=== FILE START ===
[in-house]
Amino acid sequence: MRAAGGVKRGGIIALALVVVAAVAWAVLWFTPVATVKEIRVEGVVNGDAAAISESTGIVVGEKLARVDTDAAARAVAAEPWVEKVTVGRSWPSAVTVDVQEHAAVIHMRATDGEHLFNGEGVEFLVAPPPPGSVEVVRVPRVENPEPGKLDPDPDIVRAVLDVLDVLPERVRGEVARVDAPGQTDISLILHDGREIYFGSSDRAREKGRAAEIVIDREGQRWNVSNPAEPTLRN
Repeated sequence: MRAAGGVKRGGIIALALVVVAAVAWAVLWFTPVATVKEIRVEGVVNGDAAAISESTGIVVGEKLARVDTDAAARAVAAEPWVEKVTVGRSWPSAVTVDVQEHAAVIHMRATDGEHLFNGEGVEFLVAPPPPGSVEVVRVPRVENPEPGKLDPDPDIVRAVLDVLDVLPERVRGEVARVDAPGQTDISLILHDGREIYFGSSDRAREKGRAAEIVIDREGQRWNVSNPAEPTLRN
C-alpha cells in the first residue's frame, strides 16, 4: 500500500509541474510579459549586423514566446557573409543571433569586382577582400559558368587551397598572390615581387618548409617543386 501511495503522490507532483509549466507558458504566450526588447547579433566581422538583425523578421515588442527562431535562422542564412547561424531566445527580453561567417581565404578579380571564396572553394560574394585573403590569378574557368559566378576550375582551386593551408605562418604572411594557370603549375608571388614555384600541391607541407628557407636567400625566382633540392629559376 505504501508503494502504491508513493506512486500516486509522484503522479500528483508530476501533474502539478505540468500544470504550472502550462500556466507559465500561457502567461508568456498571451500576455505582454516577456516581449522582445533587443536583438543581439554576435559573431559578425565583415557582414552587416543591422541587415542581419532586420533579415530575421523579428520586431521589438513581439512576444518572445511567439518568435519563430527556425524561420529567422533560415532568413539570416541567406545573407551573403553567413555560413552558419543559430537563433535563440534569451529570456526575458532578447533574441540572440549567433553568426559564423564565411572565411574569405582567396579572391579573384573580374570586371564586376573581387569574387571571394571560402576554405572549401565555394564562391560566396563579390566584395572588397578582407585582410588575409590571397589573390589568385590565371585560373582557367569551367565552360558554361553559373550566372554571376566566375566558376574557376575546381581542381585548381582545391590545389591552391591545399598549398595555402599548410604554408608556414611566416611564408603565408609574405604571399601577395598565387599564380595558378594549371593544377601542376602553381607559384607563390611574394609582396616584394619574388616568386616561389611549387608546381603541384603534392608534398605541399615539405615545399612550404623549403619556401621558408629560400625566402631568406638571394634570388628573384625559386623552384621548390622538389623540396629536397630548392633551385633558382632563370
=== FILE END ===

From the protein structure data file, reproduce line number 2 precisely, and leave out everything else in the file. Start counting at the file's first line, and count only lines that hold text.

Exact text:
Amino acid sequence: MRAAGGVKRGGIIALALVVVAAVAWAVLWFTPVATVKEIRVEGVVNGDAAAISESTGIVVGEKLARVDTDAAARAVAAEPWVEKVTVGRSWPSAVTVDVQEHAAVIHMRATDGEHLFNGEGVEFLVAPPPPGSVEVVRVPRVENPEPGKLDPDPDIVRAVLDVLDVLPERVRGEVARVDAPGQTDISLILHDGREIYFGSSDRAREKGRAAEIVIDREGQRWNVSNPAEPTLRN